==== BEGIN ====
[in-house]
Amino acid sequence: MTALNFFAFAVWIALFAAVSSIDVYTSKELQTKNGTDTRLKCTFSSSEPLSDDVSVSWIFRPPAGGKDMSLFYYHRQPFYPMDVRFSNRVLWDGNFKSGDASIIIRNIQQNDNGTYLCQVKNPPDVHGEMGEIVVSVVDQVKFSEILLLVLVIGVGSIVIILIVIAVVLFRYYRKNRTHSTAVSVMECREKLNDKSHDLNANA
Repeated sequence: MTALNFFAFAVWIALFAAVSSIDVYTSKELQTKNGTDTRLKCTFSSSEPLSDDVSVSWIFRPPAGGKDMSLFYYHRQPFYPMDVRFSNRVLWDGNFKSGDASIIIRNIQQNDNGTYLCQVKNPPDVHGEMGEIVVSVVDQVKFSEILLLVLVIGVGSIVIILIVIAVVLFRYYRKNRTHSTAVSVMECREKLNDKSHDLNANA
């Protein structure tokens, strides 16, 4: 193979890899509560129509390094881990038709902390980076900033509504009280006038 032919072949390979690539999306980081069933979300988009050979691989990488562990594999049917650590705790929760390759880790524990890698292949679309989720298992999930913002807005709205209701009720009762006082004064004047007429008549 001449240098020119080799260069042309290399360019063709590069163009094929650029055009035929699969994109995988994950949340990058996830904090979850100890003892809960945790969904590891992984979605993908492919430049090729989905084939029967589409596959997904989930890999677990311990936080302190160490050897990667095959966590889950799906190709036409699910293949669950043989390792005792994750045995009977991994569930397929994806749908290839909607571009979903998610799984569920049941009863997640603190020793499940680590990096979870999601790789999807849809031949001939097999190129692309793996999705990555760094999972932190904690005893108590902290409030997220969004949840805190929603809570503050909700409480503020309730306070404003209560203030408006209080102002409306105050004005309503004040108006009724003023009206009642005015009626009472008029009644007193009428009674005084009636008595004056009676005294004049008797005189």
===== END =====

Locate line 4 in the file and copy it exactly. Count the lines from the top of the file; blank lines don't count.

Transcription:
């Protein structure tokens, strides 16, 4: 193979890899509560129509390094881990038709902390980076900033509504009280006038 032919072949390979690539999306980081069933979300988009050979691989990488562990594999049917650590705790929760390759880790524990890698292949679309989720298992999930913002807005709205209701009720009762006082004064004047007429008549 001449240098020119080799260069042309290399360019063709590069163009094929650029055009035929699969994109995988994950949340990058996830904090979850100890003892809960945790969904590891992984979605993908492919430049090729989905084939029967589409596959997904989930890999677990311990936080302190160490050897990667095959966590889950799906190709036409699910293949669950043989390792005792994750045995009977991994569930397929994806749908290839909607571009979903998610799984569920049941009863997640603190020793499940680590990096979870999601790789999807849809031949001939097999190129692309793996999705990555760094999972932190904690005893108590902290409030997220969004949840805190929603809570503050909700409480503020309730306070404003209560203030408006209080102002409306105050004005309503004040108006009724003023009206009642005015009626009472008029009644007193009428009674005084009636008595004056009676005294004049008797005189």